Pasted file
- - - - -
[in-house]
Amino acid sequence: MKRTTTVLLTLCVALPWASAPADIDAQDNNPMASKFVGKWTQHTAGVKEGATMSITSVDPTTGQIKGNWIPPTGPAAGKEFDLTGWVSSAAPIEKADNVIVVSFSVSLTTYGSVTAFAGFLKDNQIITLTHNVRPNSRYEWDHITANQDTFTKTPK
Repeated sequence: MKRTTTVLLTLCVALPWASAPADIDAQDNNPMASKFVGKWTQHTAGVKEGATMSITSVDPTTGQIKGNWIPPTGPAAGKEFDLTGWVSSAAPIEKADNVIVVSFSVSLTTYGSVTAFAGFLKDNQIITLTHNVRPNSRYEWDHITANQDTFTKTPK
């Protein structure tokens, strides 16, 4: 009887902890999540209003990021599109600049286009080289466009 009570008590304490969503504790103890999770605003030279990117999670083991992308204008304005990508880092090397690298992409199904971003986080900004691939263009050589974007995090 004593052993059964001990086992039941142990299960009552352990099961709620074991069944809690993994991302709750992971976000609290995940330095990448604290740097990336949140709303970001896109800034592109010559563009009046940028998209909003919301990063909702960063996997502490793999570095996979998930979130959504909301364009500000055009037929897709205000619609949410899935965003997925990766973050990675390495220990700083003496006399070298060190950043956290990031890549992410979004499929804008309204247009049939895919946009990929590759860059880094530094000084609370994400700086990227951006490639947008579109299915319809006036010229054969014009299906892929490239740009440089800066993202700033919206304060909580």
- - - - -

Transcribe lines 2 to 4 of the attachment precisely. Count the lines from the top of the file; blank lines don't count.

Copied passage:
Amino acid sequence: MKRTTTVLLTLCVALPWASAPADIDAQDNNPMASKFVGKWTQHTAGVKEGATMSITSVDPTTGQIKGNWIPPTGPAAGKEFDLTGWVSSAAPIEKADNVIVVSFSVSLTTYGSVTAFAGFLKDNQIITLTHNVRPNSRYEWDHITANQDTFTKTPK
Repeated sequence: MKRTTTVLLTLCVALPWASAPADIDAQDNNPMASKFVGKWTQHTAGVKEGATMSITSVDPTTGQIKGNWIPPTGPAAGKEFDLTGWVSSAAPIEKADNVIVVSFSVSLTTYGSVTAFAGFLKDNQIITLTHNVRPNSRYEWDHITANQDTFTKTPK
């Protein structure tokens, strides 16, 4: 009887902890999540209003990021599109600049286009080289466009 009570008590304490969503504790103890999770605003030279990117999670083991992308204008304005990508880092090397690298992409199904971003986080900004691939263009050589974007995090 004593052993059964001990086992039941142990299960009552352990099961709620074991069944809690993994991302709750992971976000609290995940330095990448604290740097990336949140709303970001896109800034592109010559563009009046940028998209909003919301990063909702960063996997502490793999570095996979998930979130959504909301364009500000055009037929897709205000619609949410899935965003997925990766973050990675390495220990700083003496006399070298060190950043956290990031890549992410979004499929804008309204247009049939895919946009990929590759860059880094530094000084609370994400700086990227951006490639947008579109299915319809006036010229054969014009299906892929490239740009440089800066993202700033919206304060909580």